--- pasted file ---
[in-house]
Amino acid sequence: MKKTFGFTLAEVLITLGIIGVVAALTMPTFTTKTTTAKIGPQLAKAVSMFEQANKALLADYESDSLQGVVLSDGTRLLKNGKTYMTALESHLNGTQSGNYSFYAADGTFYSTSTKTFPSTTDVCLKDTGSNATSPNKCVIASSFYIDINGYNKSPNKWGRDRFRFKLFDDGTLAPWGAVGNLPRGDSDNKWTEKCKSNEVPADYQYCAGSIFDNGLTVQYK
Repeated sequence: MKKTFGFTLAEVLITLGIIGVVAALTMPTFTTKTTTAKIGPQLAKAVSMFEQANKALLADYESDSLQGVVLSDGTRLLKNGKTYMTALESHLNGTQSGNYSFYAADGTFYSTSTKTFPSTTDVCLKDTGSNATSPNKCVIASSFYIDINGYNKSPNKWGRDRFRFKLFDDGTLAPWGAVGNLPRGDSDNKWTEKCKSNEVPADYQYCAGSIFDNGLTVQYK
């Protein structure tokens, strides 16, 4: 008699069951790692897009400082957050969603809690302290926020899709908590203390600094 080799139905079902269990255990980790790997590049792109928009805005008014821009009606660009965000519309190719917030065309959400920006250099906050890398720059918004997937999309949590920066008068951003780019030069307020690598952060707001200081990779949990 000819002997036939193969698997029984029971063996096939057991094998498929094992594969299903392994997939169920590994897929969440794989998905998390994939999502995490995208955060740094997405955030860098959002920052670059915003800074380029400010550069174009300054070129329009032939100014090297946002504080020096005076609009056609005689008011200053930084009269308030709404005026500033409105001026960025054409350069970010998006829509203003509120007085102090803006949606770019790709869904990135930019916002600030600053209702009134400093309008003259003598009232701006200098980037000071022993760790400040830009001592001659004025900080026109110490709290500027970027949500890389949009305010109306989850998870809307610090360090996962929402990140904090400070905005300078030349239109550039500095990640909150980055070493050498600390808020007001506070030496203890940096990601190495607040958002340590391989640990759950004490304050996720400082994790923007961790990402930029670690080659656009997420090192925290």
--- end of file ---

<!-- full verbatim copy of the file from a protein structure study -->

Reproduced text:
[in-house]
Amino acid sequence: MKKTFGFTLAEVLITLGIIGVVAALTMPTFTTKTTTAKIGPQLAKAVSMFEQANKALLADYESDSLQGVVLSDGTRLLKNGKTYMTALESHLNGTQSGNYSFYAADGTFYSTSTKTFPSTTDVCLKDTGSNATSPNKCVIASSFYIDINGYNKSPNKWGRDRFRFKLFDDGTLAPWGAVGNLPRGDSDNKWTEKCKSNEVPADYQYCAGSIFDNGLTVQYK
Repeated sequence: MKKTFGFTLAEVLITLGIIGVVAALTMPTFTTKTTTAKIGPQLAKAVSMFEQANKALLADYESDSLQGVVLSDGTRLLKNGKTYMTALESHLNGTQSGNYSFYAADGTFYSTSTKTFPSTTDVCLKDTGSNATSPNKCVIASSFYIDINGYNKSPNKWGRDRFRFKLFDDGTLAPWGAVGNLPRGDSDNKWTEKCKSNEVPADYQYCAGSIFDNGLTVQYK
């Protein structure tokens, strides 16, 4: 008699069951790692897009400082957050969603809690302290926020899709908590203390600094 080799139905079902269990255990980790790997590049792109928009805005008014821009009606660009965000519309190719917030065309959400920006250099906050890398720059918004997937999309949590920066008068951003780019030069307020690598952060707001200081990779949990 000819002997036939193969698997029984029971063996096939057991094998498929094992594969299903392994997939169920590994897929969440794989998905998390994939999502995490995208955060740094997405955030860098959002920052670059915003800074380029400010550069174009300054070129329009032939100014090297946002504080020096005076609009056609005689008011200053930084009269308030709404005026500033409105001026960025054409350069970010998006829509203003509120007085102090803006949606770019790709869904990135930019916002600030600053209702009134400093309008003259003598009232701006200098980037000071022993760790400040830009001592001659004025900080026109110490709290500027970027949500890389949009305010109306989850998870809307610090360090996962929402990140904090400070905005300078030349239109550039500095990640909150980055070493050498600390808020007001506070030496203890940096990601190495607040958002340590391989640990759950004490304050996720400082994790923007961790990402930029670690080659656009997420090192925290």